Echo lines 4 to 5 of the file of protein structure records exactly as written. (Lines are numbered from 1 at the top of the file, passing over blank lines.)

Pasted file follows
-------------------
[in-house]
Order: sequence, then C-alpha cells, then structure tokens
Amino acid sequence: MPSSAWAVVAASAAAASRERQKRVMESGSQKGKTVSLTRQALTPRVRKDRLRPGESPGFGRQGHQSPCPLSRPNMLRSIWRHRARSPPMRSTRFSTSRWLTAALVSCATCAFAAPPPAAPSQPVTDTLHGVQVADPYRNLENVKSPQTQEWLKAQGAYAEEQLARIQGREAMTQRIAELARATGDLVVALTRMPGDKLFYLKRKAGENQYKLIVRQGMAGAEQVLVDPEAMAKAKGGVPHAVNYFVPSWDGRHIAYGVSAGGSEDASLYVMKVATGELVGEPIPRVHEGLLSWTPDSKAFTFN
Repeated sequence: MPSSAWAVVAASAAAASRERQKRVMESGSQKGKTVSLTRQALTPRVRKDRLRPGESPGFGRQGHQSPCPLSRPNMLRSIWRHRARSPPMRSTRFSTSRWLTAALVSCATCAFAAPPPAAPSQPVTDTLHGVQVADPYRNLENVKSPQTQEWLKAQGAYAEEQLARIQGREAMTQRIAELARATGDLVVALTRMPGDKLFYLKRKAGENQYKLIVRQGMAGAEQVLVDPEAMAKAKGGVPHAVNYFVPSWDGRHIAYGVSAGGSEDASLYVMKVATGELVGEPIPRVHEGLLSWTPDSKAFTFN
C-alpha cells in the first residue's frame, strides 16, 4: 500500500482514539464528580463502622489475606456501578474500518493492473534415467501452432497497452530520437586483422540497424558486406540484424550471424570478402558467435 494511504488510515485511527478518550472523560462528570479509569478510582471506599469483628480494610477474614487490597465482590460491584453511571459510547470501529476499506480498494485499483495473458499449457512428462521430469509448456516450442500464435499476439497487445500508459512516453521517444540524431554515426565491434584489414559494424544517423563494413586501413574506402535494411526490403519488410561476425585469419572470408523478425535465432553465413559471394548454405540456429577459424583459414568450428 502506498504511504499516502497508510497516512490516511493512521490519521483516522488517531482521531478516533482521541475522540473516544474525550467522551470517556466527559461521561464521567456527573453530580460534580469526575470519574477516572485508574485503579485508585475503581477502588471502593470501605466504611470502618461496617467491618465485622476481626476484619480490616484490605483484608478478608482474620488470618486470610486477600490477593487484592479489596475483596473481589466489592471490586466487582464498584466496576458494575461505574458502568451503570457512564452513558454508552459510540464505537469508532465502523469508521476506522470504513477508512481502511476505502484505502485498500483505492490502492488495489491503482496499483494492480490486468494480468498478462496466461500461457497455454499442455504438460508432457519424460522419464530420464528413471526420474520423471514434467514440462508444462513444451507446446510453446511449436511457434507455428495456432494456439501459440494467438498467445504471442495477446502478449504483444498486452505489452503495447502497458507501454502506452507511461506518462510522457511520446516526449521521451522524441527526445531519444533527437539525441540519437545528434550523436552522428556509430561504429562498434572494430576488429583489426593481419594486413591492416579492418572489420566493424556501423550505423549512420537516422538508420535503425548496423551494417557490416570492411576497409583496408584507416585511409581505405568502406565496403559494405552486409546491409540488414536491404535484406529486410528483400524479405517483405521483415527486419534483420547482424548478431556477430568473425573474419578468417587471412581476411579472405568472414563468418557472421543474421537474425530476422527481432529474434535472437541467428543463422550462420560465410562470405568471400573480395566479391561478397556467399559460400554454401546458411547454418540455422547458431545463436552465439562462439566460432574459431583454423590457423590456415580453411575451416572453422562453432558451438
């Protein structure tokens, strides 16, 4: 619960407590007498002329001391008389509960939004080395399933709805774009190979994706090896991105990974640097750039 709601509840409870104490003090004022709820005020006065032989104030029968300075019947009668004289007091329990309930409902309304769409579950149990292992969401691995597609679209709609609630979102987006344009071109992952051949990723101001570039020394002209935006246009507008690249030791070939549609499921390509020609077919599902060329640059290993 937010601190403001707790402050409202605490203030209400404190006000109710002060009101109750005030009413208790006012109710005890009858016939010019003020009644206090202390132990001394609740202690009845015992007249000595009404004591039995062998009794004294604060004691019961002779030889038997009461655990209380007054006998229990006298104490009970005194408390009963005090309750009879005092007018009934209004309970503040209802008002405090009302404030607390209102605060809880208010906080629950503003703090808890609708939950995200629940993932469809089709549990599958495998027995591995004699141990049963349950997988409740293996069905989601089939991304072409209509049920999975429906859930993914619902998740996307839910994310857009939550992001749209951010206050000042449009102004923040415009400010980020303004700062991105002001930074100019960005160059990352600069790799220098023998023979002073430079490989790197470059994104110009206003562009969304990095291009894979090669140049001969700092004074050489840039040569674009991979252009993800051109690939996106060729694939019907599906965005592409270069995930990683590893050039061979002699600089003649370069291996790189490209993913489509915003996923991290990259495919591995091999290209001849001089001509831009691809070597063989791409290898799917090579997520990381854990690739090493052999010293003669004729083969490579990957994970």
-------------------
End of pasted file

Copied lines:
Repeated sequence: MPSSAWAVVAASAAAASRERQKRVMESGSQKGKTVSLTRQALTPRVRKDRLRPGESPGFGRQGHQSPCPLSRPNMLRSIWRHRARSPPMRSTRFSTSRWLTAALVSCATCAFAAPPPAAPSQPVTDTLHGVQVADPYRNLENVKSPQTQEWLKAQGAYAEEQLARIQGREAMTQRIAELARATGDLVVALTRMPGDKLFYLKRKAGENQYKLIVRQGMAGAEQVLVDPEAMAKAKGGVPHAVNYFVPSWDGRHIAYGVSAGGSEDASLYVMKVATGELVGEPIPRVHEGLLSWTPDSKAFTFN
C-alpha cells in the first residue's frame, strides 16, 4: 500500500482514539464528580463502622489475606456501578474500518493492473534415467501452432497497452530520437586483422540497424558486406540484424550471424570478402558467435 494511504488510515485511527478518550472523560462528570479509569478510582471506599469483628480494610477474614487490597465482590460491584453511571459510547470501529476499506480498494485499483495473458499449457512428462521430469509448456516450442500464435499476439497487445500508459512516453521517444540524431554515426565491434584489414559494424544517423563494413586501413574506402535494411526490403519488410561476425585469419572470408523478425535465432553465413559471394548454405540456429577459424583459414568450428 502506498504511504499516502497508510497516512490516511493512521490519521483516522488517531482521531478516533482521541475522540473516544474525550467522551470517556466527559461521561464521567456527573453530580460534580469526575470519574477516572485508574485503579485508585475503581477502588471502593470501605466504611470502618461496617467491618465485622476481626476484619480490616484490605483484608478478608482474620488470618486470610486477600490477593487484592479489596475483596473481589466489592471490586466487582464498584466496576458494575461505574458502568451503570457512564452513558454508552459510540464505537469508532465502523469508521476506522470504513477508512481502511476505502484505502485498500483505492490502492488495489491503482496499483494492480490486468494480468498478462496466461500461457497455454499442455504438460508432457519424460522419464530420464528413471526420474520423471514434467514440462508444462513444451507446446510453446511449436511457434507455428495456432494456439501459440494467438498467445504471442495477446502478449504483444498486452505489452503495447502497458507501454502506452507511461506518462510522457511520446516526449521521451522524441527526445531519444533527437539525441540519437545528434550523436552522428556509430561504429562498434572494430576488429583489426593481419594486413591492416579492418572489420566493424556501423550505423549512420537516422538508420535503425548496423551494417557490416570492411576497409583496408584507416585511409581505405568502406565496403559494405552486409546491409540488414536491404535484406529486410528483400524479405517483405521483415527486419534483420547482424548478431556477430568473425573474419578468417587471412581476411579472405568472414563468418557472421543474421537474425530476422527481432529474434535472437541467428543463422550462420560465410562470405568471400573480395566479391561478397556467399559460400554454401546458411547454418540455422547458431545463436552465439562462439566460432574459431583454423590457423590456415580453411575451416572453422562453432558451438